×

Meet the Buffalo Soldiers Motorcycle Club

At first glance, they kind of resemble the gnarly bikers that Hollywood and pop culture have conditioned you to associate with motorcycle clubs, what with the black leather jackets and the teeth-rattling roar of the hogs they rode in on. But you don’t have to spend much time around Indy’s Buffalo Soldiers before realizing that similarities to the rebels mythologized in The Wild One and Sons of Anarchy end there. The most heated fights of this “gang” break out over the merciless (but ultimately good-natured) rivalry between devotees of Harley-Davidson and Honda. Just about all of the 40 or so local members have (or are retired from) respectable jobs, many in law enforcement. And quite a few of them are women. “Motorcycling is a male-dominated sport, but in this club, they let women have a voice,” says Denise “Tweet” Herd.

Indianapolis has one of the largest chapters in a national organization formed to honor the historic legacy of African-American cavalrymen who served with the U.S. Army on the Western frontier, whom Native American foes dubbed “Buffalo Soldiers” for their fighting prowess. “They rode horses, we ride a steel horse,” says chapter president Kelvis “Bossman” Williams. “We don’t want to let the United States ever forget who they were and what they did for this country.” Far from wreaking havoc and spreading mayhem, the Buffalo Soldiers are a regular fixture at community and fundraising events. Still, with killer road names like Grit and Dr. McNasty, they must have a little outlaw in them, right? “I wouldn’t call it ‘outlaw,’” says Williams, a captain in the Marion County Sheriff’s Department. “I would call it ‘adventurous.’”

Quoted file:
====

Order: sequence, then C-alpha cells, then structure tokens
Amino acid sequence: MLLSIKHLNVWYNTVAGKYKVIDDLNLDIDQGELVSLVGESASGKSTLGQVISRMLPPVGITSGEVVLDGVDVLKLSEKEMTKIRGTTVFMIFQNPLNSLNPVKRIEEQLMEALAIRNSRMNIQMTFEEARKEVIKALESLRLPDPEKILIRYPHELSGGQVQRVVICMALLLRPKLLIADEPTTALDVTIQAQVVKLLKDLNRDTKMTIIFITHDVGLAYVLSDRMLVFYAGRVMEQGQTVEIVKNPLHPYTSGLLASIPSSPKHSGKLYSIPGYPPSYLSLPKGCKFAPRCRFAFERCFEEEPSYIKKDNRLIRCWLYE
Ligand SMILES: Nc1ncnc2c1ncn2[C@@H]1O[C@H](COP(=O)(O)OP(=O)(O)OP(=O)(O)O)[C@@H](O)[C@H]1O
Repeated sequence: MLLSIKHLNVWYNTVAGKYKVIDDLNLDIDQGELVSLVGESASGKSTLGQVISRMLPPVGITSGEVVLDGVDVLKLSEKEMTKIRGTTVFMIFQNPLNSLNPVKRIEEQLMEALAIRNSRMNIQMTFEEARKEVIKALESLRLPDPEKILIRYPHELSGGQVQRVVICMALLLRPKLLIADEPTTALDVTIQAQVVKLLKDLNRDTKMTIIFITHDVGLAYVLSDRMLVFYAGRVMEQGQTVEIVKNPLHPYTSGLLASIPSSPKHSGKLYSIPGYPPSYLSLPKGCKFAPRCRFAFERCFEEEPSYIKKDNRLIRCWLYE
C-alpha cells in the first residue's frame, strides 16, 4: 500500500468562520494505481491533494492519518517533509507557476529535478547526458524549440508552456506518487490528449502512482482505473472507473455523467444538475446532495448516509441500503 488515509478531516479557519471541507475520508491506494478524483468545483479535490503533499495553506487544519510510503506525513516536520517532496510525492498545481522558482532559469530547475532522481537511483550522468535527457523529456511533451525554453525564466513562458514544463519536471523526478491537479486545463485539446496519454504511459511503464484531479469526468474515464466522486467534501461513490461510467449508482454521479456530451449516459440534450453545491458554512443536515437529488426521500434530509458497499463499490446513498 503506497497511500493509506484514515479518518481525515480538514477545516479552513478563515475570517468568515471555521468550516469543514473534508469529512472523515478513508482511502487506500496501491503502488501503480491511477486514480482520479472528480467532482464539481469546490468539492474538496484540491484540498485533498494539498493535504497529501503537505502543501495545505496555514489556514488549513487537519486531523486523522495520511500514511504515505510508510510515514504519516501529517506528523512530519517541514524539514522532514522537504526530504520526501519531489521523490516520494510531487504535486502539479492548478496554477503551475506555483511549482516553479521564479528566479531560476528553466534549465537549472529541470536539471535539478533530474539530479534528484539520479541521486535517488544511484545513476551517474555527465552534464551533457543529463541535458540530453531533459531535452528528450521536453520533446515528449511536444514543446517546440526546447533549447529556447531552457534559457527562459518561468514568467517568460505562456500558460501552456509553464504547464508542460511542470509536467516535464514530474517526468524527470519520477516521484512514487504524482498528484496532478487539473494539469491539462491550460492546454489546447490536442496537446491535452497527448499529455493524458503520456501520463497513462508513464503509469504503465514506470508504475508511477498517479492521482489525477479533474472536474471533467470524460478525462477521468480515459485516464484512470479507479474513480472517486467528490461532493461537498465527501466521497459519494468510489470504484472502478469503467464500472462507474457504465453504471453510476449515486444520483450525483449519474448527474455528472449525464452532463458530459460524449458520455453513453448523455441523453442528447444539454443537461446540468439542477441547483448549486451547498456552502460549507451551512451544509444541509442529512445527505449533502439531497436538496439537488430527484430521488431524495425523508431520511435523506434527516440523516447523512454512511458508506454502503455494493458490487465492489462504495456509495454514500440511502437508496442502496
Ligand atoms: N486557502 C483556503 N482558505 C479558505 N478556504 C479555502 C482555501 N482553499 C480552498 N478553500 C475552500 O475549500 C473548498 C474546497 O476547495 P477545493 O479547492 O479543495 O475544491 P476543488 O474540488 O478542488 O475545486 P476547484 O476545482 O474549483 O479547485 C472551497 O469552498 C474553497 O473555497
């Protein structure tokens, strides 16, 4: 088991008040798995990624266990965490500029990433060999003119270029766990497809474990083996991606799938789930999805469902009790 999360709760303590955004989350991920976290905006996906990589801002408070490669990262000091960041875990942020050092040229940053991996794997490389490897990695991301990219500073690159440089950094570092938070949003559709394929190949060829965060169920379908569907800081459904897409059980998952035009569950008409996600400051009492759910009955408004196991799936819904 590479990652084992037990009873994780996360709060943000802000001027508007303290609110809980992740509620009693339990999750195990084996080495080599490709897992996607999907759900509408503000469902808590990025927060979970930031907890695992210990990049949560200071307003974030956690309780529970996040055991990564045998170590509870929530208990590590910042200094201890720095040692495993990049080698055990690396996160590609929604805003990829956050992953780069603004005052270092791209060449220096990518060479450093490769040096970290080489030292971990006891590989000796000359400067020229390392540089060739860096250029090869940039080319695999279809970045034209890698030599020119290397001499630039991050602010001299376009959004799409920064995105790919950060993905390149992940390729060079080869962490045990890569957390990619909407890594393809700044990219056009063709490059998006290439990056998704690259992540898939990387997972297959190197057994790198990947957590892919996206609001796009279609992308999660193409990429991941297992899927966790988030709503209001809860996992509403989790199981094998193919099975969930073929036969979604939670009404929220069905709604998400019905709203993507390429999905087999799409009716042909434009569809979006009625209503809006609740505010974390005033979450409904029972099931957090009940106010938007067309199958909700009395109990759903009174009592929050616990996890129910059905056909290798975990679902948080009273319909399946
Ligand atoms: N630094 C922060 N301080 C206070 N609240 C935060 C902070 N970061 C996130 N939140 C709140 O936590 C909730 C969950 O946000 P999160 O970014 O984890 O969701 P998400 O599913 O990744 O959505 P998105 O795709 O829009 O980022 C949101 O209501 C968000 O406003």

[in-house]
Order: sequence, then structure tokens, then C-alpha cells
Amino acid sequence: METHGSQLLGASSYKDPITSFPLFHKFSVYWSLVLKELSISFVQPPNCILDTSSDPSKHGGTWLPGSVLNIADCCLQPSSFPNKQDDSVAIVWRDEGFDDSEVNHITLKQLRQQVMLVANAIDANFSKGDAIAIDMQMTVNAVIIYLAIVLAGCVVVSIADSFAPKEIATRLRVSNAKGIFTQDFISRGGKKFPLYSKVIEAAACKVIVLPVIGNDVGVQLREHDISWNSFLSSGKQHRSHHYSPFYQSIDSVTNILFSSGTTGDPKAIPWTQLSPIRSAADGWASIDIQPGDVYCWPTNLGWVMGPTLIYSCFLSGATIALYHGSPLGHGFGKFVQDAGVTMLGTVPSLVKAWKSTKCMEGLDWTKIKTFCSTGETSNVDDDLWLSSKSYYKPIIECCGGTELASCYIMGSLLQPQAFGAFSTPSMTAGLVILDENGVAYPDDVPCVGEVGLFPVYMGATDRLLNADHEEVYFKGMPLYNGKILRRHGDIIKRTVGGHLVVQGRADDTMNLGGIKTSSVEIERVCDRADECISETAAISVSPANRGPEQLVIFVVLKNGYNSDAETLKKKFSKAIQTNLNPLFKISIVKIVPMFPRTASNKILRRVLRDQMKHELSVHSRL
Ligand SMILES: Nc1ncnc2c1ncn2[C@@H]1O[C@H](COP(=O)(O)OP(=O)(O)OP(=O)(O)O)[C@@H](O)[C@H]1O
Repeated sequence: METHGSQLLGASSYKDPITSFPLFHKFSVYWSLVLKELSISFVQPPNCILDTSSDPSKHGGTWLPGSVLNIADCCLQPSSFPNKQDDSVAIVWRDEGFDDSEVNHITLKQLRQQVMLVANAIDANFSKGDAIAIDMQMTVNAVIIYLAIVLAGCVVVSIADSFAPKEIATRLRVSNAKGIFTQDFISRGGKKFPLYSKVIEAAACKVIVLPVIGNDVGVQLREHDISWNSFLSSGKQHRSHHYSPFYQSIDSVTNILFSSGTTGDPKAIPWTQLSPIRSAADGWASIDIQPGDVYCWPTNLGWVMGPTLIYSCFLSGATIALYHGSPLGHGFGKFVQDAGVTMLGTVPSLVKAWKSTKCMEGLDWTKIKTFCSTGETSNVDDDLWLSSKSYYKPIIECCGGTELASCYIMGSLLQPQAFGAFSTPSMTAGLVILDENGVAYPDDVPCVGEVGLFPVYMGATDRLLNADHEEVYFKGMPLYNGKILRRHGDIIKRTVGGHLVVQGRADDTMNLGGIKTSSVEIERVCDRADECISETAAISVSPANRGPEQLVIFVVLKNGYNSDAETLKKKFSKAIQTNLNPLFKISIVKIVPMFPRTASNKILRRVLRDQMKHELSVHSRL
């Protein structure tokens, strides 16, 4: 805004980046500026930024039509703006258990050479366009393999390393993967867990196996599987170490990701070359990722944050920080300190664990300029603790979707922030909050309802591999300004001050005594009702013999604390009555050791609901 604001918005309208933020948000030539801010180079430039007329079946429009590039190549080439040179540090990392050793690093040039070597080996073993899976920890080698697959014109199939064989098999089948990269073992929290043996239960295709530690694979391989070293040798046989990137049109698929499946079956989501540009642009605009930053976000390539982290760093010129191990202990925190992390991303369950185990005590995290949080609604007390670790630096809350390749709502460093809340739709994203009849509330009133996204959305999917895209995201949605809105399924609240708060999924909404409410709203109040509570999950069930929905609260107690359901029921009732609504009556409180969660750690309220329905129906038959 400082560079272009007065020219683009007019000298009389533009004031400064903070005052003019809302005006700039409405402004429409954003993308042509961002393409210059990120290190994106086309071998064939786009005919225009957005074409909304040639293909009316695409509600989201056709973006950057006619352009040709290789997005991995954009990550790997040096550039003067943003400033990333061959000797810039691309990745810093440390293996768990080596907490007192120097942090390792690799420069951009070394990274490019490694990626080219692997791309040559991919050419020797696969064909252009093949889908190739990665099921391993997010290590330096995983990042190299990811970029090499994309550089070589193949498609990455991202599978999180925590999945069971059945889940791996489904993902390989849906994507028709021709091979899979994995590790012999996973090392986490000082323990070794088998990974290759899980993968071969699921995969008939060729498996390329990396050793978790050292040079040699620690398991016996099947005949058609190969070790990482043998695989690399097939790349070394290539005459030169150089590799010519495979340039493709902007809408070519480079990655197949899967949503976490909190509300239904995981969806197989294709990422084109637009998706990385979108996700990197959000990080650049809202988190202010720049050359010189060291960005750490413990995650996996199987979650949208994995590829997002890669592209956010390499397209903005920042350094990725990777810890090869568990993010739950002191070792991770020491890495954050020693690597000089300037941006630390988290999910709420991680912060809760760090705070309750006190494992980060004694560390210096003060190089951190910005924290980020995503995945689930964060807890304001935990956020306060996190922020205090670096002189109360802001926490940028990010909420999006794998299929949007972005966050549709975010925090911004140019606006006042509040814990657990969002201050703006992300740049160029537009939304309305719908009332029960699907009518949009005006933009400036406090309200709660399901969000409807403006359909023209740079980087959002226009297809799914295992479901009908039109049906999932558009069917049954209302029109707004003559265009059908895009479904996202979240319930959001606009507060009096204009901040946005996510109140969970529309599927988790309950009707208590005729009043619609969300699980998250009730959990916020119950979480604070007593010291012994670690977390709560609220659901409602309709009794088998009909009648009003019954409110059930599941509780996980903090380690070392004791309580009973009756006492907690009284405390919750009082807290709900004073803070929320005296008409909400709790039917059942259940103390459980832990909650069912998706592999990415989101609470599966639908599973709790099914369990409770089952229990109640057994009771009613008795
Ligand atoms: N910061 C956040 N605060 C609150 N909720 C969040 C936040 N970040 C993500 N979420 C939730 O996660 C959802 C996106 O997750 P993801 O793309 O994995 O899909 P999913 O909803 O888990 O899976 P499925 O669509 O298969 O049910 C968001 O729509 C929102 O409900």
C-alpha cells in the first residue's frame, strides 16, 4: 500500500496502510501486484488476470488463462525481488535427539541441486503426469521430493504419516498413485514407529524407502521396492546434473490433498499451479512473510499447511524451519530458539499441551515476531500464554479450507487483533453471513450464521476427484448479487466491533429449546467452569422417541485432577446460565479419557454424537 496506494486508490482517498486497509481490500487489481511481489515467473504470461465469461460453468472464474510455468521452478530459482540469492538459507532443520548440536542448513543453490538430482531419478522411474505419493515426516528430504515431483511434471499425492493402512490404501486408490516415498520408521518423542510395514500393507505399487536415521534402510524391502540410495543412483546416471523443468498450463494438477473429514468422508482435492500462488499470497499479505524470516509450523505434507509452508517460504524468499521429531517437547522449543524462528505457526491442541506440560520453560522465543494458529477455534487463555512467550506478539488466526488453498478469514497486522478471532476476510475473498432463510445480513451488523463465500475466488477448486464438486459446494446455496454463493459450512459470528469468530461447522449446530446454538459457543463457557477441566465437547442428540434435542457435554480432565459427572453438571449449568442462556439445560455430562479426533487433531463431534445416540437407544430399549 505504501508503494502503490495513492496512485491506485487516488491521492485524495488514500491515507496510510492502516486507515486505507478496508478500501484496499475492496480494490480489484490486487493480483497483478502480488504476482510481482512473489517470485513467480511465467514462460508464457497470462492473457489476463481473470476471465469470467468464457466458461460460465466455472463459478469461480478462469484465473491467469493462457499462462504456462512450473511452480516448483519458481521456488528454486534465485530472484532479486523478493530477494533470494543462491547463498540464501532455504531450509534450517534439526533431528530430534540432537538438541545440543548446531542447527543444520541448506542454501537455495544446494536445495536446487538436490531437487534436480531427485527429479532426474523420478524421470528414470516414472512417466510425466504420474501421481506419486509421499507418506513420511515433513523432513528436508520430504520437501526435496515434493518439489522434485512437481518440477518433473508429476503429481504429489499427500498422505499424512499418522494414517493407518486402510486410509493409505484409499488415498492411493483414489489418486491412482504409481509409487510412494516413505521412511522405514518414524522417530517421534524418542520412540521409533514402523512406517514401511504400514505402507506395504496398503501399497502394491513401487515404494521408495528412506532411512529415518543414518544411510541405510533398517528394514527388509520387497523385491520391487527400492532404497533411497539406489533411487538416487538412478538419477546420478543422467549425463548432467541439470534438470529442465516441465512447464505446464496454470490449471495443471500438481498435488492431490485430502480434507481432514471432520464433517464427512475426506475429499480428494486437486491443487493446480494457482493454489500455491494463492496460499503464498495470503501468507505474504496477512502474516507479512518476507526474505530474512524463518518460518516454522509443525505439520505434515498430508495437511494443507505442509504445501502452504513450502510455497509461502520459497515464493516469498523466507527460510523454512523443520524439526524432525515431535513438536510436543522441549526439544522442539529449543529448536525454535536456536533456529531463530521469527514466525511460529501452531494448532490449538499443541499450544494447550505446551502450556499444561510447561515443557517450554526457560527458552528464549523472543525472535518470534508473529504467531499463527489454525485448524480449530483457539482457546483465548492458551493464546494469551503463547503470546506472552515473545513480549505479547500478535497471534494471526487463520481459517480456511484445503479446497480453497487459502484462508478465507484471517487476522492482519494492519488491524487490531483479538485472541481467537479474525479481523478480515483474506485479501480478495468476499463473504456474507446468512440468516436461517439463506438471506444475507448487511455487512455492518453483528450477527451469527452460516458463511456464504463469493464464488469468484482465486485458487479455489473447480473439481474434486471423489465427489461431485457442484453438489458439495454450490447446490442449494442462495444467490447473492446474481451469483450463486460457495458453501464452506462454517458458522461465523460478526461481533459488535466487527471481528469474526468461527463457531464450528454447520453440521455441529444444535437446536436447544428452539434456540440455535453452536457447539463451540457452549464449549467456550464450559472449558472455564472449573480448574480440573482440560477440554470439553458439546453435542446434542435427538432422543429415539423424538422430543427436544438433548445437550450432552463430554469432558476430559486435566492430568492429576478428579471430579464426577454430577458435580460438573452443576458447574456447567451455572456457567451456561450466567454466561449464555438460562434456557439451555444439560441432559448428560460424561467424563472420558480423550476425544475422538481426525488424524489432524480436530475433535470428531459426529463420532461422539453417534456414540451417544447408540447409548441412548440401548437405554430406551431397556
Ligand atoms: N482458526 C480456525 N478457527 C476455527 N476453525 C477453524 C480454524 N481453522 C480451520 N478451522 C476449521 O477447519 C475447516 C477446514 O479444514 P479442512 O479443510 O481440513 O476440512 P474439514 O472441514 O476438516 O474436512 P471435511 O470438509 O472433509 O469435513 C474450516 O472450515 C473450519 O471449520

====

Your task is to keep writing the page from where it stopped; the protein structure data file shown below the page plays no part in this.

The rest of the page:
BuffaloSoldiers7BuffaloSoldiers6BuffaloSoldiers4BuffaloSoldiers3BuffaloSoldiers2

Since first joining Indianapolis Monthly in 2000, West has written about a wide range of subjects including crime, history, arts and entertainment, pop culture, politics, and food. His feature stories have twice been noted in the Best American Sports Writing anthology and have received top honors from the Indiana chapter of the Society of Professional Journalists. “The Collapse,” West’s account of the 2011 Indiana State Fair tragedy, was a 2013 National City and Regional Magazine Awards finalist in the category of Best Reporting. He lives on the near-east side.
X
X